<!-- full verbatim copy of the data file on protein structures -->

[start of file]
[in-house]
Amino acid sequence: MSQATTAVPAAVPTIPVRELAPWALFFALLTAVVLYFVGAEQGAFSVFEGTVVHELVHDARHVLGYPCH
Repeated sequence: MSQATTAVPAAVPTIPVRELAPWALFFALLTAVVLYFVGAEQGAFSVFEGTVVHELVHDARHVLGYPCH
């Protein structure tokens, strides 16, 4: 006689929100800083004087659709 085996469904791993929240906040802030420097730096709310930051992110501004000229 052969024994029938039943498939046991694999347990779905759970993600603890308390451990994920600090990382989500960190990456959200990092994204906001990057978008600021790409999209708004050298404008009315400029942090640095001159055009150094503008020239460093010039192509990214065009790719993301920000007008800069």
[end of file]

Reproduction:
[in-house]
Amino acid sequence: MSQATTAVPAAVPTIPVRELAPWALFFALLTAVVLYFVGAEQGAFSVFEGTVVHELVHDARHVLGYPCH
Repeated sequence: MSQATTAVPAAVPTIPVRELAPWALFFALLTAVVLYFVGAEQGAFSVFEGTVVHELVHDARHVLGYPCH
């Protein structure tokens, strides 16, 4: 006689929100800083004087659709 085996469904791993929240906040802030420097730096709310930051992110501004000229 052969024994029938039943498939046991694999347990779905759970993600603890308390451990994920600090990382989500960190990456959200990092994204906001990057978008600021790409999209708004050298404008009315400029942090640095001159055009150094503008020239460093010039192509990214065009790719993301920000007008800069």